1. Learn how to identify "red flags" and vulnerability to forced labor in your supply chain. Although specific risk factors vary by industry and geographic area, monitoring for red flags such as the use of labor recruiters, the presence of migrant workers, a high incidence of temporary workers and suppliers appearing on a U.S. government blacklist is critical to detect merchandise produced by forced labor in your company's supply chain. The presence of red flags does not necessarily indicate a violation has occurred, but should stimulate further scrutiny by your company.
  2. Screen the names of your company's suppliers against the applicable U.S. government blacklists. The U.S. Department of Labor maintains a list of goods and their source countries which it has reason to believe are produced by child labor or forced labor (available here). CBP also publishes a list of the foreign entities and commodities subject to an active detention order on its website (here). Screening your company's suppliers against those lists is an effective step to mitigate risk; however, it is important to do more. Screening often produces complicated issues about whether a match has actually occurred and what to do after it is determined that a supplier is on one of the applicable lists. A trained, experienced person must be part of the screening process to ensure it works as efficiently and as effectively as possible.
  3. Insert a Forced Labor Statute compliance clause in supplier contracts and require periodic certifications. In addition to representations concerning the prohibition on forced labor, the contract clause should set forth supplier obligations designed to protect your company. The most effective contract clauses require suppliers to actively monitor their own supply chains and establish the right to audit the supplier and to terminate the agreement in the event of noncompliance with the prohibition on forced labor. Consider requiring suppliers to certify compliance with that clause on a periodic basis.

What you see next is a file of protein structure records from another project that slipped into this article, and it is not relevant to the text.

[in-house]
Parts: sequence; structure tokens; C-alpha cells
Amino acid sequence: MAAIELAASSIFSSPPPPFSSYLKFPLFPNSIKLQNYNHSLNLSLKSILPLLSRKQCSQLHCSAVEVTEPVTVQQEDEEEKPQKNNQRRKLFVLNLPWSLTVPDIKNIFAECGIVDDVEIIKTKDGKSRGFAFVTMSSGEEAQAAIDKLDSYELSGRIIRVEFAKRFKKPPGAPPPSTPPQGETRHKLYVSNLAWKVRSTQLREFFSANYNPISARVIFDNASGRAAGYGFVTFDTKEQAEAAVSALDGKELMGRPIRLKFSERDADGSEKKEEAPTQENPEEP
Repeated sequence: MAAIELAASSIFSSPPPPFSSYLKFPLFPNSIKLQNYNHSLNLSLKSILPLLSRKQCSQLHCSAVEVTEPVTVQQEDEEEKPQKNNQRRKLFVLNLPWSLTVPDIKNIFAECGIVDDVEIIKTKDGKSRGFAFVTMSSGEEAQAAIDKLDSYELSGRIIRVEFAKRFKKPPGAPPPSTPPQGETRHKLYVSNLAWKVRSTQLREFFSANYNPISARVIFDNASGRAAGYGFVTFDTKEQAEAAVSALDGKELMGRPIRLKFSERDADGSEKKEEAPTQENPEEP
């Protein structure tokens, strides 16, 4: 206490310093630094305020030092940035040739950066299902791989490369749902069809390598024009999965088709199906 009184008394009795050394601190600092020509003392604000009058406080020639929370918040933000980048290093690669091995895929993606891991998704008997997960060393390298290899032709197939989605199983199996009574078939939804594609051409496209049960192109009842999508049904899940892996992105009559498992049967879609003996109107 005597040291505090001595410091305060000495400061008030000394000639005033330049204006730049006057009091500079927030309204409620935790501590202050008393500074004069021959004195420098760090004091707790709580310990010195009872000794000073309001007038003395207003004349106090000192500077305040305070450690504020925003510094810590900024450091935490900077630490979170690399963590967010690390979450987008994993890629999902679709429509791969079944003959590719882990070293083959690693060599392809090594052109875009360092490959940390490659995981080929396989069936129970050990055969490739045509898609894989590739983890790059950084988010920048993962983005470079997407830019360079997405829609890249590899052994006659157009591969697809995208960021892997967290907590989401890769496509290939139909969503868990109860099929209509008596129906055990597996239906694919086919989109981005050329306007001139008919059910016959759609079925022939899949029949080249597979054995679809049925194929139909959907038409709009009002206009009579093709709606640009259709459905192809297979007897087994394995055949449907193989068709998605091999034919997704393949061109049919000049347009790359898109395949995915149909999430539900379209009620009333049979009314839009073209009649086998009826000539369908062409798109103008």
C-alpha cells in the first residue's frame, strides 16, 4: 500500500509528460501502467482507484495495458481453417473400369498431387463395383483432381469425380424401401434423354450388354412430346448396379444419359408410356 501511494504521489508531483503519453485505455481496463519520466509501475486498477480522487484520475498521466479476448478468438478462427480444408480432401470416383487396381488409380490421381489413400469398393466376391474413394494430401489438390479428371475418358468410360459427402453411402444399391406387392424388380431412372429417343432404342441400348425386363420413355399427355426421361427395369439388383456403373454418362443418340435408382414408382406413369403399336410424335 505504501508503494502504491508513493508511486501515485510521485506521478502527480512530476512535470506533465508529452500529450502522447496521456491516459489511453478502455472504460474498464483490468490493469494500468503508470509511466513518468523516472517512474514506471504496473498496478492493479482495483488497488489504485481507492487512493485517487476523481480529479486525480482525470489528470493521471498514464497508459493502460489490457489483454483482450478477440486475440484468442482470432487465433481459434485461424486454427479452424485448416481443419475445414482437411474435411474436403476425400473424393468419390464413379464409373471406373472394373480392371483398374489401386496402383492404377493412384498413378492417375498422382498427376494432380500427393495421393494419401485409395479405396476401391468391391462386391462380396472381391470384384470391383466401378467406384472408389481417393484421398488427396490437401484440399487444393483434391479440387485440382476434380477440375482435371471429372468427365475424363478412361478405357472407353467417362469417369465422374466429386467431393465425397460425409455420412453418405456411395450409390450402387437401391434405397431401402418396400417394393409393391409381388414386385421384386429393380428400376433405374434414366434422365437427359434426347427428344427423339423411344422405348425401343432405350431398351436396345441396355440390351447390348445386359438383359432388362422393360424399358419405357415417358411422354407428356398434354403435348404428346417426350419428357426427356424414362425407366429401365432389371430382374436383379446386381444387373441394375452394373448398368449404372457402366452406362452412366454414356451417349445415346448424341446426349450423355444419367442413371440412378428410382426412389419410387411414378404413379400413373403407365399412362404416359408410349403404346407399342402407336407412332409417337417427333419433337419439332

4. Offer training to employees and implement an internal reporting mechanism. For company employees to carry out a policy against the import of goods produced through forced labor, they must be trained on that policy and should understand how to report potential violations. Trainings should make employees aware of your company's policy of compliance and should also sensitize employees to the type of situations in which risks could arise. In addition, your company should ensure that employees are given ample resources to report possible violations as quickly as possible. Anonymous hotlines or other similar reporting mechanisms can serve as an important tool to allow your company to get ahead of any problems, rather than being blindsided.
  5. Audit high-risk suppliers. When red flags regarding a current or potential supplier arise, your company should consider auditing that supplier. Such audits may include interviews with relevant actors (such as managers, workers, labor recruiters and suppliers) as well as a review of personnel files, employment records and other relevant documentation. While a lot remains to be seen with regard to the CBP's enforcement of the prohibition on forced labor, it is clear that a supply chain audit report will be the most effective way to demonstrate that detained merchandise was not produced with forced labor.

For more information, please contact one of the following authors:

Timothy P. O'Toole,, 202-626-5552

Richard A. Mojica,, 202-626-1571

Austen Walsh*

*Former Miller & Chevalier attorney